Romans 8:28 “And we know that all things work together for good to them that love God, to them who are the called according to his purpose.”
Eccl. 8:15 Then I commended mirth, because a man hath no better thing under the sun, than to eat, and to drink, and to be merry: for that shall abide with him of his labour the days of his life, which God giveth him under the sun.
We are back again to adopting a motto of “eat, drink and be merry”; man should enjoy the simple things of life as he does the work necessary to support his life “under the sun” on planet earth. According to Paul, this is the natural conclusion to make if there is no life after death, there is no spiritual dimension to life.
1Cor. 15:19&32 If in this life only we have hope in Christ, we are of all men most miserable….If after the manner of men I have fought with beasts at Ephesus, what advantageth it me, if the dead rise not? let us eat and drink; for to morrow we die.
If Solomon was the wisest man on earth, this is certainly not the most stellar example of his writings. He vacillates constantly from earthly wisdom to spiritual wisdom and back again. You would think that once he gained spiritual enlightenment, he would recognize the value of following that course of thinking. But how often are we guilty of the same? The enemy knows all the deceptive and distracting techniques, and we are so susceptible to influence by the flesh.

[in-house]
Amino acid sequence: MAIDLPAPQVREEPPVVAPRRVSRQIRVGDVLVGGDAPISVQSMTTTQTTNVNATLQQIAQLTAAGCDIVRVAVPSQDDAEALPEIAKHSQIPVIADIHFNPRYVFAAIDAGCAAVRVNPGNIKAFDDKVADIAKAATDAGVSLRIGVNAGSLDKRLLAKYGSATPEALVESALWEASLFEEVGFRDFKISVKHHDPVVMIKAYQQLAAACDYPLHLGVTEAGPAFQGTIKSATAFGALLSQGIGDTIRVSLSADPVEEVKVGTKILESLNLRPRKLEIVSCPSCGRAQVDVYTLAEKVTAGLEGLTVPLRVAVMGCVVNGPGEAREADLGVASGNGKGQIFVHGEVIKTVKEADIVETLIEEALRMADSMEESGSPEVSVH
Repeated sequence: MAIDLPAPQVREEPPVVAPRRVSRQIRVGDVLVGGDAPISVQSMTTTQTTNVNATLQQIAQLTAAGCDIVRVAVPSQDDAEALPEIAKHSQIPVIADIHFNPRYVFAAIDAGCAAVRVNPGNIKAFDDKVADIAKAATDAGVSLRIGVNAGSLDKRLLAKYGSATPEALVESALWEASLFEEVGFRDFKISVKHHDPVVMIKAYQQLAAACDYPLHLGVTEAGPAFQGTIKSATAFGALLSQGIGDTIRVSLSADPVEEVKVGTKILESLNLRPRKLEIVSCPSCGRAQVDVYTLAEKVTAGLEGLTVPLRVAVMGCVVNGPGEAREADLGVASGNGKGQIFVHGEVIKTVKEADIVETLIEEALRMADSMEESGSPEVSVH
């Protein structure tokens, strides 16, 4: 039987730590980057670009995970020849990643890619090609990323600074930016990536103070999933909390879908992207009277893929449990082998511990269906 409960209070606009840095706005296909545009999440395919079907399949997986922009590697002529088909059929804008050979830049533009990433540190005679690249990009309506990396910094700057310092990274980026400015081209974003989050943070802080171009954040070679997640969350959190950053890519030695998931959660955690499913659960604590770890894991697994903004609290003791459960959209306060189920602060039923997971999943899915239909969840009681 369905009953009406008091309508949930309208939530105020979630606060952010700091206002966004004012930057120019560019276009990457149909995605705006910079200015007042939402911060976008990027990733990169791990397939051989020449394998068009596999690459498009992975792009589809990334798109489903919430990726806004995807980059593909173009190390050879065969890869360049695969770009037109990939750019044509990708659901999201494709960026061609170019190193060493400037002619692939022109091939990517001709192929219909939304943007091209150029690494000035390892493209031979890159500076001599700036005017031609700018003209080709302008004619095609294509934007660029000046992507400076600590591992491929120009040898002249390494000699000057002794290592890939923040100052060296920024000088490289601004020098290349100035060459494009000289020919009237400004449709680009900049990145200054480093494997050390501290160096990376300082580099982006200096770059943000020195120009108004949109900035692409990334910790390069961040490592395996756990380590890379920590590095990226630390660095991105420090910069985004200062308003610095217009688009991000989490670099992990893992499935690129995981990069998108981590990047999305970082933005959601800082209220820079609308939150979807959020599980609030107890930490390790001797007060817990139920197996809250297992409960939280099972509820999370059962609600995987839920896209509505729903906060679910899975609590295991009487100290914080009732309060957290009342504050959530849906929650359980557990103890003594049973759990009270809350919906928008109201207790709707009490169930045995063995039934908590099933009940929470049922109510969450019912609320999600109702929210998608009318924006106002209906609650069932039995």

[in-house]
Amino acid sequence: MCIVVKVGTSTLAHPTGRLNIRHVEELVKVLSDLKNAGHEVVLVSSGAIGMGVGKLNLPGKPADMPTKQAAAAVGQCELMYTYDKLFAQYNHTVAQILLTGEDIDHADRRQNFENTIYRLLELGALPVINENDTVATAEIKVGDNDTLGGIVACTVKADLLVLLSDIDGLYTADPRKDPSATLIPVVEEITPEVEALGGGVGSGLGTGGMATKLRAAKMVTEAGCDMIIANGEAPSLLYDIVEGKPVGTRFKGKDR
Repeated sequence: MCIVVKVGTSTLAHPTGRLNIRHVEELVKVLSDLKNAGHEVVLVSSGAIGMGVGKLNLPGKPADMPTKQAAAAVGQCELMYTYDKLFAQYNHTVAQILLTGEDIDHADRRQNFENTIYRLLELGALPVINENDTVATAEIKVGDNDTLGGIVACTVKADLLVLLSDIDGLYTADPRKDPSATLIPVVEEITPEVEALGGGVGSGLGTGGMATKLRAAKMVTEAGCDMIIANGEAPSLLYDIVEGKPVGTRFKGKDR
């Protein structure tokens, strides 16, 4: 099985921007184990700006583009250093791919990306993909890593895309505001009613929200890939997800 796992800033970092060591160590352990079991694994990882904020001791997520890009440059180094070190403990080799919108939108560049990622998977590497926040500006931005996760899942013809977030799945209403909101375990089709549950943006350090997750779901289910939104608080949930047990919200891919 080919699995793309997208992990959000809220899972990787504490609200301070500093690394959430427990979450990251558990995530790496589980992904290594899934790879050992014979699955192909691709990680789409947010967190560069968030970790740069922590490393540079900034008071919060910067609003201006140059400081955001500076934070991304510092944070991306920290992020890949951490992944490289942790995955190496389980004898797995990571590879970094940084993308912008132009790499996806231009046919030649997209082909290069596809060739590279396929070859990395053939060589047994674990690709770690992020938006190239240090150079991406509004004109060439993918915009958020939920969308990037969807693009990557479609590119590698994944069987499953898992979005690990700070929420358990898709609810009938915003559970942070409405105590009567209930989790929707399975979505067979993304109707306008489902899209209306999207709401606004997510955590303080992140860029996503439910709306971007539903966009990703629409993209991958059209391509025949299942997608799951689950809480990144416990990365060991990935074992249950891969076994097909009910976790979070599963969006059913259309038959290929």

Eccl. 8:16 When I applied mine heart to know wisdom, and to see the business that is done upon the earth: (for also there is that neither day nor night seeth sleep with his eyes:)
Eccl. 8:17 Then I beheld all the work of God, that a man cannot find out the work that is done under the sun: because though a man labour to seek it out, yet he shall not find it; yea further; though a wise man think to know it, yet shall he not be able to find it.
As this chapter closes, Solomon declares it to be impossible for a man to find out all the answers about everything there is to know about life here on earth and in the universe. People are constantly working at the things that are important to them—and that is different for every person. There are men who seem to think that they “know it all,” but they don’t. I think the following three verses sum it up pretty well.
1 Timothy 6:20 “O Timothy, keep that which is committed to thy trust, avoiding profane and vain babblings, and oppositions of science falsely so called:”
1 Corinthians 3:19 “For the wisdom of this world is foolishness with God.”
Proverbs 14:12 “There is a way which seemeth right unto a man, but the end thereof are
the ways of death.”